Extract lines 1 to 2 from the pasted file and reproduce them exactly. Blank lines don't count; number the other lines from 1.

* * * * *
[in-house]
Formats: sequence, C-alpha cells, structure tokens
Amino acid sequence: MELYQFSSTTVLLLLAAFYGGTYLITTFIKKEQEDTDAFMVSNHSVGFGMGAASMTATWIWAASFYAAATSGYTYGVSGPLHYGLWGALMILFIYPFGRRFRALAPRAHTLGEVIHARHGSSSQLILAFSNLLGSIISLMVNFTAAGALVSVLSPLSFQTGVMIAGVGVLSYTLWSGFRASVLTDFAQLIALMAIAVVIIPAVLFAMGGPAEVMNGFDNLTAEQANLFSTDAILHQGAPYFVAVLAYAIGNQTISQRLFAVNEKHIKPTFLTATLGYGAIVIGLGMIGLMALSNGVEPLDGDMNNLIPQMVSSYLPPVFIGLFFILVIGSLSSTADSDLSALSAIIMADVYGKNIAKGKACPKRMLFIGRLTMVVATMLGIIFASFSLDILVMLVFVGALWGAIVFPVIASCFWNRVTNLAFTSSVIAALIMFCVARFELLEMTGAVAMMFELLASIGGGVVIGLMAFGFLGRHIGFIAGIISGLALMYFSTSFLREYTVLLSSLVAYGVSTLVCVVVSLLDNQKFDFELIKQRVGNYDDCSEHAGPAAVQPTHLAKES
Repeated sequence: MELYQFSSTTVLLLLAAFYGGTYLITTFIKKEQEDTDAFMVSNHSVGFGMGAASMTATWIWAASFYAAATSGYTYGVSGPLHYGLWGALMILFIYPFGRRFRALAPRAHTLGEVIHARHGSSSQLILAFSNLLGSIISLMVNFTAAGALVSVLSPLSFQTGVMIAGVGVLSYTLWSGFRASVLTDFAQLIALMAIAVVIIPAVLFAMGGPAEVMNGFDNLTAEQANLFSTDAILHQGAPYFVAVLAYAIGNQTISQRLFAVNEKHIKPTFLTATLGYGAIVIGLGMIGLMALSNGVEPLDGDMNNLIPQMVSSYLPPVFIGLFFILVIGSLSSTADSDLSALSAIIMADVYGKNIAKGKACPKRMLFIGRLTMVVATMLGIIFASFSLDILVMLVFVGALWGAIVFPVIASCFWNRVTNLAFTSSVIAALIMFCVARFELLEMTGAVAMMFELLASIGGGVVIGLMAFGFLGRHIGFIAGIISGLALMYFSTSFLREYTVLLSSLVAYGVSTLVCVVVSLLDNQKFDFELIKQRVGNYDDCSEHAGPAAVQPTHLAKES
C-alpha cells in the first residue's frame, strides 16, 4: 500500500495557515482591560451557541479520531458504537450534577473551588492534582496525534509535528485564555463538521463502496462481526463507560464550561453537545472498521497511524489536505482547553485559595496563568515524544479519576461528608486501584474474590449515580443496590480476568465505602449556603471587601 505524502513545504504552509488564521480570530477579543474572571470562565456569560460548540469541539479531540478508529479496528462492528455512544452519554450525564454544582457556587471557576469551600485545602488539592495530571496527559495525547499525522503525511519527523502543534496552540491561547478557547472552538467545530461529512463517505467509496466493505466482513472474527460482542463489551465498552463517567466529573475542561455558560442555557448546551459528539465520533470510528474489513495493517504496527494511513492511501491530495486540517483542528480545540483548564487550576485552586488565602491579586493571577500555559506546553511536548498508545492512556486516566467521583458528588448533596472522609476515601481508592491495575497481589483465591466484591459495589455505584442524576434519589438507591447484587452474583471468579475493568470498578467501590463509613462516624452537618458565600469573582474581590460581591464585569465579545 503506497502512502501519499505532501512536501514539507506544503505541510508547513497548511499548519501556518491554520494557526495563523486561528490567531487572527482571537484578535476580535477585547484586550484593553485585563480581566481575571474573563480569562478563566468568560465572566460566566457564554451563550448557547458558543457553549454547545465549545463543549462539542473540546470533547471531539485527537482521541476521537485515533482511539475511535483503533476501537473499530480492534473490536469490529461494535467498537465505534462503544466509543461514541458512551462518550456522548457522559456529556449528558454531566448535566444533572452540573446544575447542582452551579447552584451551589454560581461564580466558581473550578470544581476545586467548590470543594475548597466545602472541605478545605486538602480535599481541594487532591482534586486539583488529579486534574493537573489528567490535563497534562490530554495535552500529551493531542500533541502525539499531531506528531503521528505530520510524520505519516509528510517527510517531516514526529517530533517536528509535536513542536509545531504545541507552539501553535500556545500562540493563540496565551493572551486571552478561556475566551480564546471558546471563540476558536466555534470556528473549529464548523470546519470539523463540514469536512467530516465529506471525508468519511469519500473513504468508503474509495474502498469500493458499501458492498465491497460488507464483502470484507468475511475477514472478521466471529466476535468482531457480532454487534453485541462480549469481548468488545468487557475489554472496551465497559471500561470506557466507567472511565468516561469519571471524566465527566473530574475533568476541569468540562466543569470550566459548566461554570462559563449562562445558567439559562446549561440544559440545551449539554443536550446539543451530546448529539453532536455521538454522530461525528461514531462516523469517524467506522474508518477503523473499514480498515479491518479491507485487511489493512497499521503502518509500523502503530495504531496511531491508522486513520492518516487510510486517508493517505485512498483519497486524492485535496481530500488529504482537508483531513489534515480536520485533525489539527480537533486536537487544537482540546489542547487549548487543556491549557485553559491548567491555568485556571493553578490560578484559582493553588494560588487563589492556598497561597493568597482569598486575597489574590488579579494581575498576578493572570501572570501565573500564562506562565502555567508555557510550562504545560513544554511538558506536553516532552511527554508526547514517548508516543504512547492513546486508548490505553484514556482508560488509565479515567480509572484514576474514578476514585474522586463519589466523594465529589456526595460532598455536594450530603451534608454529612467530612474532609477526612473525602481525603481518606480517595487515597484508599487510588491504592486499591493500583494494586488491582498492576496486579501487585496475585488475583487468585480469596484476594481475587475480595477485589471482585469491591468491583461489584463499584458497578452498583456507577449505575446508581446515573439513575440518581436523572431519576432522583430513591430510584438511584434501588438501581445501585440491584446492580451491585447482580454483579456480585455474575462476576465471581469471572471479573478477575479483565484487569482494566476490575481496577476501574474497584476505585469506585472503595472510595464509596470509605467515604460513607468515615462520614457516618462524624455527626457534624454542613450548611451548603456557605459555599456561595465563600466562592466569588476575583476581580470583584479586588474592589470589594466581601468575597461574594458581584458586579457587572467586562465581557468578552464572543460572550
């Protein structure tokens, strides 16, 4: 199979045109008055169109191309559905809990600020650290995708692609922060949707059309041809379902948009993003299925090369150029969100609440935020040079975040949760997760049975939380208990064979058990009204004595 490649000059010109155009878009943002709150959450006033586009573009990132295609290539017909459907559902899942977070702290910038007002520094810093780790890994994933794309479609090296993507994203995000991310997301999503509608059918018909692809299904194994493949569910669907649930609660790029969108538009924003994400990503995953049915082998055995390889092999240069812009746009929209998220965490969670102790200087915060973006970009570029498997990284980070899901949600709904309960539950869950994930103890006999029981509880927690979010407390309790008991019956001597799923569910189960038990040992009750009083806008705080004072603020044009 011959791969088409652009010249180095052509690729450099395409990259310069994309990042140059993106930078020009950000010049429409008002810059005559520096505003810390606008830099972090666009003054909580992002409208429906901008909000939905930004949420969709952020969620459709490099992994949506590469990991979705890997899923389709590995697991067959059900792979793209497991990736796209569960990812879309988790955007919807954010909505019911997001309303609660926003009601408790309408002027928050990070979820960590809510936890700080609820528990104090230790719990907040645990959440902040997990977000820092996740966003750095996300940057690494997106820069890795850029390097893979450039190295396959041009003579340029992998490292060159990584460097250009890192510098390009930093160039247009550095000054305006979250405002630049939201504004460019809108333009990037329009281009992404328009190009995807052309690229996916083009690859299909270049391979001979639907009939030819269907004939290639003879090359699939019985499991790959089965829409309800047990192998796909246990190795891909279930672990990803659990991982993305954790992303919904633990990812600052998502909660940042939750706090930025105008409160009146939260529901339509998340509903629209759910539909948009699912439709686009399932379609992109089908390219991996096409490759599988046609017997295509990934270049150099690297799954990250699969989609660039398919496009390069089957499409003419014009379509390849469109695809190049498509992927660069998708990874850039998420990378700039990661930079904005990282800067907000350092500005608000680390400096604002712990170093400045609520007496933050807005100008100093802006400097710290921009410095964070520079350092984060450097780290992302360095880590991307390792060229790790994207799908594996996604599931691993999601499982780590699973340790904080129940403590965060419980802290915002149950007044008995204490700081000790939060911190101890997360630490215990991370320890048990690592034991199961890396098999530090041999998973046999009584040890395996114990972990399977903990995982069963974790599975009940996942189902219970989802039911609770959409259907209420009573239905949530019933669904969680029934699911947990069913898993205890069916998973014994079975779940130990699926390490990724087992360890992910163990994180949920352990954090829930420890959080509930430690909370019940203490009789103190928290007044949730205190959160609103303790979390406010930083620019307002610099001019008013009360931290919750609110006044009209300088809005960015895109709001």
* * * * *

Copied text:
[in-house]
Formats: sequence, C-alpha cells, structure tokens